From ESPN New York
A year ago, Hill had a tendency to turn his shoulders on vertical routes, causing him to lose speed. On Tuesday, Hill kept his shoulders square, something Lal pointed out with two different camera angles — upper and rear views. “His body plane was parallel and he didn’t lose any form,” Lal said. “I tell the players it’s like track. You’d never run 60 meters with your shoulders pointed sideways.”
Hill, coming off a disappointing rookie year, is one of the most improved players in camp because he has refined his fundamentals. Because of his college background in a triple-option offense at Georgia Tech, he arrived with little knowledge of a pro-style passing attack.
Hill acknowledged, “I feel like a different receiver,” saying he feels quicker in and out of his breaks…”He’s starting to understand his body,” Lal said. “He’s starting to understand what he can do with his tools.”
If you’ve been following Stephen Hill‘s career through the Rotoviz lens, you’ve received some differing opinions. Matt Freedman is down on his long term prospects and thinks that there is a pretty low probability that he hits. while Jon Moore thinks that he is a hold in dynasty leagues.
Those two represent the far end and the median of the spectrum. I, on the other hand, am completely bullish on Hill’s prospects as a wide receiver, as long as Geno Smith becomes the starter. I wrote extensively about Geno’s ability to throw the ball down the field, Mark Sanchez‘s inability to do so, and how the combination of Hill and Geno’s skills would create a dependent relationship of fantasy goodness.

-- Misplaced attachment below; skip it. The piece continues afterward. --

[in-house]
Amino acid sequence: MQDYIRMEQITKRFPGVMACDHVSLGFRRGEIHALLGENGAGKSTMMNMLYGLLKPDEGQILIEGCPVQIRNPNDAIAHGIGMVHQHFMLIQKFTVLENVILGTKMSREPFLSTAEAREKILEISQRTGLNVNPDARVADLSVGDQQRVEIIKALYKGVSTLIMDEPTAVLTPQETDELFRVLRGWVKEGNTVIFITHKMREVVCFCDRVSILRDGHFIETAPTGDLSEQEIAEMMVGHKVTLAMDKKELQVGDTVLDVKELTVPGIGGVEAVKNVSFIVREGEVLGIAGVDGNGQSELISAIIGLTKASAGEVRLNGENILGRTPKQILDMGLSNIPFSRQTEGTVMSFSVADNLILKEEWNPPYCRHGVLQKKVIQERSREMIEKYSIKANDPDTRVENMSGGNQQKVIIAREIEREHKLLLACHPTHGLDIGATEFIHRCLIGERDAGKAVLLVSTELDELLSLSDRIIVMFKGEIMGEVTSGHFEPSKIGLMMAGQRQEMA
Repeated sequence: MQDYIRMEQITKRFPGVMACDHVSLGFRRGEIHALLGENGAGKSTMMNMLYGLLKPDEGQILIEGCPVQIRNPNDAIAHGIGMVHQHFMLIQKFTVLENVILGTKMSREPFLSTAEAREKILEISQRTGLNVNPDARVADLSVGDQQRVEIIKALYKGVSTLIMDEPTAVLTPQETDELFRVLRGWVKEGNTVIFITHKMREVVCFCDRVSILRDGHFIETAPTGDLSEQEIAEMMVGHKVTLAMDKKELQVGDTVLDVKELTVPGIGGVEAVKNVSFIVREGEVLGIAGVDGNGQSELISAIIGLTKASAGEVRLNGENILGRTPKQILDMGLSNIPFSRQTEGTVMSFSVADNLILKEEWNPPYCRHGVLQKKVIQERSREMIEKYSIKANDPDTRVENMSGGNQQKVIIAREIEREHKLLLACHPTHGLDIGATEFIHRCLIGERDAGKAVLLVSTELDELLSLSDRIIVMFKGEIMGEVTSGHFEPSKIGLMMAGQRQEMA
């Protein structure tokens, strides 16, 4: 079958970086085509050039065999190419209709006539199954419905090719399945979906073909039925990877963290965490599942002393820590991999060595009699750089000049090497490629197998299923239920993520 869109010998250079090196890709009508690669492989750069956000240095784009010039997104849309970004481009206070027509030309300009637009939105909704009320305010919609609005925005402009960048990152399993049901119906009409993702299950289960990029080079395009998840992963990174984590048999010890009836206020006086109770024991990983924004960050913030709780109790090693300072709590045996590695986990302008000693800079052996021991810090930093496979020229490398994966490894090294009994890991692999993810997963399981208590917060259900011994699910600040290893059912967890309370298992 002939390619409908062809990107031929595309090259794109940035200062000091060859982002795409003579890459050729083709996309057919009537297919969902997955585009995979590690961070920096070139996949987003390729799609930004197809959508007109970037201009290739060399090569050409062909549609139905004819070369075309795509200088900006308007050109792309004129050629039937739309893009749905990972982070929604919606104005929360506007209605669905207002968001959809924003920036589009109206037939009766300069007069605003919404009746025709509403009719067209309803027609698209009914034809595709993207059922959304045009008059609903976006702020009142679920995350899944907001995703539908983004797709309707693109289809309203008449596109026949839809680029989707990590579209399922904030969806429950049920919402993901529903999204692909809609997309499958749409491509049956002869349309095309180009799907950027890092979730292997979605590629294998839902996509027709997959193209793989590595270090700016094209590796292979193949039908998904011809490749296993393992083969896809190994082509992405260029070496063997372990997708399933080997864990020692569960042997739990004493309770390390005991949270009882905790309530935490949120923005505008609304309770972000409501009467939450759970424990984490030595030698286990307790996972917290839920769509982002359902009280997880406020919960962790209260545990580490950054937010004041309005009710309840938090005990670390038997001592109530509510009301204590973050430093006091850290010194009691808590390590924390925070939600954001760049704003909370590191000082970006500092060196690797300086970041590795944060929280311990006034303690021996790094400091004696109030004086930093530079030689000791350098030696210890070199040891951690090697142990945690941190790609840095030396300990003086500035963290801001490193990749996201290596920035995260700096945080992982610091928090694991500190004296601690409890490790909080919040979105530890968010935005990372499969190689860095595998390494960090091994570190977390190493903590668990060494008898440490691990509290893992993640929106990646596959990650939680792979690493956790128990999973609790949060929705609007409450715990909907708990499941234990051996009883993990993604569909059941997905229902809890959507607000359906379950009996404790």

These stories coming out of Jets camp are exactly what you want to hear if you believe that market share numbers and measureables make a receiver worth monitoring. The reason that so many big, athletic receivers fail is that they can never transition their raw talent into useable traits (or maybe the coaching staff just fails to put these talented players in positions to succeed. Either way, they don’t get to produce fantasy points).
The Douche posted a great article about qualitatively evaluating players and I think that it probably applies to Hill. He has elite measureables, is clearly the most physically advanced pass catcher on the roster, is the only player on that roster who could be considered a ‘red zone weapon’, can be had for almost nothing, and has a highly pedigreed quarterback (most likely) throwing to him. Not many wide receivers that you can select in the double digit rounds of redraft leagues boast those attributes, and no receiver with Hill’s pedgree is so inexpensive in dynasty leagues. Many of the players going in Hill’s redraft range are rookies, aging possession guys, players suffering/recovering from injury, or just generally have low ceilings. Hill is the classic high ceiling, low floor type player, but this is exactly the type of news that you want to hear if you are targeting Hill as a sleeper, or a cheap buy in dynasty formats.
As camp progresses, stories on Hill’s progress as a route runner and his chemistry with Geno should be monitored closely by dynasty and redraft fantasy football players alike.